A bond issue was passed in 1991 that allowed for the expansion of the Zoo from 60 acres to its current 202 acres. With that, Australia was added in 1993, the International Festival petting zoo in 1994, and Africa in 1995, which proved to be quite impressive. The 95-acre, 5-nation representation of Africa saw nearly 40,000 visitors in its first two days. Interestingly, the 277-foot steel suspension bridge that takes visitors from Kenya to the Congolese Rainforest, was originally installed in October 1907 to connect the west side of Swope Park to a proposed athletic field on the east side. By 1998, the Zoo saw record numbers of visitors, as well as the first ever IMAX theater in a zoo. However, the theater closed in 2007. 

A private non-profit called Friends of the Zoo, Incorporated acquired the Kansas City Zoo in 2002. They had a focused commitment to improve and support Zoo facilities, animals and education programs. As part of this new management, the Orangutan Primadome opened the same year. In 2003, Randy Wisthoff left Omaha’s Henry Doorly Zoo and became the Kansas City Zoo’s Executive Director. The zoo was beginning to struggle financially after it became privately owned, so Wisthoff immediately sought after a $30 million bond package, which was approved in 2006. In the coming years, over $85 million in capital investments were used for expansion and improvements. 

In 2006, the Zoo became a certified breeding facility for baboons and African elephants through the Species Survival Plan by the Association of Zoos and Aquariums. The Promenade, a wide walking path that leads directly to the elephants, and the Discovery Barn were also completed. Exhibits for river otters and trumpeter swans were added in 2008. This same year, the zoo received national recognition. According to “America’s Best Zoos 2008,” the Kansas City Zoo ranked in the top 60 overall, was number 1 for “African Animals and Exhibits,” and top 10 for both “Australian Animals and Exhibits” and “Pachyderms.” In addition, ape expert Jane Goodall complimented that Kansas City has “one of the finest chimpanzee exhibits in North America.” In 2009, the original Zoological building was converted into the Tropics, Polar Bear Passage was completed in 2010, and the African Sky Safari ride opened in June 2011.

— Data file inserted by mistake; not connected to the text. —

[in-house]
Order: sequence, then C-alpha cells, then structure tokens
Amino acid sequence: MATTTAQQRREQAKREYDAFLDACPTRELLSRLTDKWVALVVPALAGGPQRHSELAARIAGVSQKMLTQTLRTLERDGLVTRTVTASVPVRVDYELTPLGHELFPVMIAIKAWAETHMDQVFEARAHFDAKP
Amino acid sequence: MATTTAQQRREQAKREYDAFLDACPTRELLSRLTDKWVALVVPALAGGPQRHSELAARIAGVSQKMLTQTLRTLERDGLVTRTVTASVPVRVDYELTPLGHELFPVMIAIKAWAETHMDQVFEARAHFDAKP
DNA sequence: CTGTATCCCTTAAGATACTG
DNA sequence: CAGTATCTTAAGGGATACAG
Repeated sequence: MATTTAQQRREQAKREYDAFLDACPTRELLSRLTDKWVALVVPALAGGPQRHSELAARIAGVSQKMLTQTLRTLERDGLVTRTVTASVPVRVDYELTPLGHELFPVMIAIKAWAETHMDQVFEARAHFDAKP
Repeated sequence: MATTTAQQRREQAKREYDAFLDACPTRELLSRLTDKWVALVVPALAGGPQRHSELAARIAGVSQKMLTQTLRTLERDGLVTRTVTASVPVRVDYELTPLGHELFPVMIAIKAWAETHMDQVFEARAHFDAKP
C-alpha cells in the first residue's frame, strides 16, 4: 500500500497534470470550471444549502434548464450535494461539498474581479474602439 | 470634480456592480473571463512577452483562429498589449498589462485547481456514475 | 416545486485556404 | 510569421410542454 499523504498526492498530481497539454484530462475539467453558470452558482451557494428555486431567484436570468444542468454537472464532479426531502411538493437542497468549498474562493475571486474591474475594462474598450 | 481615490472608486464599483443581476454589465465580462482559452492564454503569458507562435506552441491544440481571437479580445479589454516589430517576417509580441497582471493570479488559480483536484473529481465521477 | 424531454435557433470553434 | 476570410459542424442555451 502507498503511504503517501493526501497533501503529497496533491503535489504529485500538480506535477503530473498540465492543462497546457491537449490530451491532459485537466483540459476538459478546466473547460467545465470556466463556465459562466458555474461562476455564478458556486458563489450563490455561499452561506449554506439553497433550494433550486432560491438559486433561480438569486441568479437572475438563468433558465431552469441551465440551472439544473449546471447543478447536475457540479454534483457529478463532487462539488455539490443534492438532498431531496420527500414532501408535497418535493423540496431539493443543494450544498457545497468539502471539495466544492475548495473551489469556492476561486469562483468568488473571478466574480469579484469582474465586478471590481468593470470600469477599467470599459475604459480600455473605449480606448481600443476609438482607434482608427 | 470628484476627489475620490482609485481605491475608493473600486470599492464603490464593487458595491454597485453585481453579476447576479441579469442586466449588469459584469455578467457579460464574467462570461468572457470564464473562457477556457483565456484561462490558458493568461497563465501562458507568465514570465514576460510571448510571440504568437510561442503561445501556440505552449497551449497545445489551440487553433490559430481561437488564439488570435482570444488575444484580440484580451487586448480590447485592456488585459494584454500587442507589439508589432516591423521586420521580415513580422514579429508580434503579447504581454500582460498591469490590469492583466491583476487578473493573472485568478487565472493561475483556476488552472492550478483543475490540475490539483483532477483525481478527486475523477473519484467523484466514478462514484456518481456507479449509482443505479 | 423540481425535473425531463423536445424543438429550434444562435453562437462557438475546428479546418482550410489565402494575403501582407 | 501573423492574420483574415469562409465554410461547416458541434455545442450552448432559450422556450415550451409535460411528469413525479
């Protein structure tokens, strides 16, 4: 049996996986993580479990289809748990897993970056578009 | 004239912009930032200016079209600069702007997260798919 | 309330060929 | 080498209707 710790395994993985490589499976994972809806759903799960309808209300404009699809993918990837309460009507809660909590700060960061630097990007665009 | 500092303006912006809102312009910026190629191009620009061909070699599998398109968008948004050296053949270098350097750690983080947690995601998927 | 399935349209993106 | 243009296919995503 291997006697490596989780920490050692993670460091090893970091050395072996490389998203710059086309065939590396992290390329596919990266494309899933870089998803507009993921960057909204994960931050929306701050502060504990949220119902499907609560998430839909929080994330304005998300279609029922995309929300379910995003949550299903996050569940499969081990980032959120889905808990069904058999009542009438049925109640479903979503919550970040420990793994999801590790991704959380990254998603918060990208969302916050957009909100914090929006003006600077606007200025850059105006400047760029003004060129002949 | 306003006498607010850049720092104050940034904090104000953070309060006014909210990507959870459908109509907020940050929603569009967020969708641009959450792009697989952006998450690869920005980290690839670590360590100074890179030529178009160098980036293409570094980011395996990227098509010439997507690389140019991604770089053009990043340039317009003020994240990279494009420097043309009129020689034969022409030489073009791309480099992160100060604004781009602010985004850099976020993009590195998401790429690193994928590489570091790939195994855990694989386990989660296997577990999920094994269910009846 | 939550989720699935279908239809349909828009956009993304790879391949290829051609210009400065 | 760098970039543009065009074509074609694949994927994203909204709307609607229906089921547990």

The city passed a 1/8th cent sales tax for the Zoological District in 2011, and along with City partnership and private donations, has aided further improvements to the Zoo including the Helzberg Penguin Plaza in 2013. In addition, Stingray Bay opened in 2018 and the elephants got an upgrade in 2020. The elephants’ previous location is now under construction with a multi-exhibit aquarium featuring 600,000 gallons of water, with plans to open in 2023. The Zoo saw new leadership in 2022, as long-time zoo employee and previous Chief Zoological Officer Sean Putney took the reins when Mr. Wisthoff retired.

The Kansas City Zoo continues to fulfill their vision and mission to promote understanding, appreciation, and conservation by providing world-class exhibits and exceptional programs. They now support an annual attendance of over 1 million visitors.

About Us, The Kansas City Zoo. Accessed March 4th 2022.

Kansas City Zoo, Visit KC. Accessed March 4th 2022.

Kansas City Zoo, Wikipedia. Accessed March 4th 2022.